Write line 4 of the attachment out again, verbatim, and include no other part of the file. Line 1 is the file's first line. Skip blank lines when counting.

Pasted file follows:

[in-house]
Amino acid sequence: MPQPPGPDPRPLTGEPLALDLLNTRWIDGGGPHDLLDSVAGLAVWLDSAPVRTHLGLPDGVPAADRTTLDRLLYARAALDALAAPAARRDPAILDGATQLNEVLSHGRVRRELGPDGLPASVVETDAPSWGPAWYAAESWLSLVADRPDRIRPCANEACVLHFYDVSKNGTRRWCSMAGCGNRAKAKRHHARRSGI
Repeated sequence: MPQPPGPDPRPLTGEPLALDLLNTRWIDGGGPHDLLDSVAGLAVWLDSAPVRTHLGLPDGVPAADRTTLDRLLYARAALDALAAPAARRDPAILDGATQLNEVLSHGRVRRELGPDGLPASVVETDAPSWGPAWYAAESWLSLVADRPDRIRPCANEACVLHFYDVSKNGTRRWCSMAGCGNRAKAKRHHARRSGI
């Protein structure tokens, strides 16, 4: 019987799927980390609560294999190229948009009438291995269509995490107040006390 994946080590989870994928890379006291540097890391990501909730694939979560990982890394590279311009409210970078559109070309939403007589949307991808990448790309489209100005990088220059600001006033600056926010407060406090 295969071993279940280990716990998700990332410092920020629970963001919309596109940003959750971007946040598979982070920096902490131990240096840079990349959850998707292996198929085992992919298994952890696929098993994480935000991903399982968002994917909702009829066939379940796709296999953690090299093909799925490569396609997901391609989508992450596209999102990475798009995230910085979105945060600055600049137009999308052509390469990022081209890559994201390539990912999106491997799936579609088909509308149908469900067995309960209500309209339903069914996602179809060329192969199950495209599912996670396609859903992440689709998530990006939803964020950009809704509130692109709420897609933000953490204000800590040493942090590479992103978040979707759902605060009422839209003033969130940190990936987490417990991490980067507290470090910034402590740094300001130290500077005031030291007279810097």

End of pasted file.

């Protein structure tokens, strides 16, 4: 019987799927980390609560294999190229948009009438291995269509995490107040006390 994946080590989870994928890379006291540097890391990501909730694939979560990982890394590279311009409210970078559109070309939403007589949307991808990448790309489209100005990088220059600001006033600056926010407060406090 295969071993279940280990716990998700990332410092920020629970963001919309596109940003959750971007946040598979982070920096902490131990240096840079990349959850998707292996198929085992992919298994952890696929098993994480935000991903399982968002994917909702009829066939379940796709296999953690090299093909799925490569396609997901391609989508992450596209999102990475798009995230910085979105945060600055600049137009999308052509390469990022081209890559994201390539990912999106491997799936579609088909509308149908469900067995309960209500309209339903069914996602179809060329192969199950495209599912996670396609859903992440689709998530990006939803964020950009809704509130692109709420897609933000953490204000800590040493942090590479992103978040979707759902605060009422839209003033969130940190990936987490417990991490980067507290470090910034402590740094300001130290500077005031030291007279810097």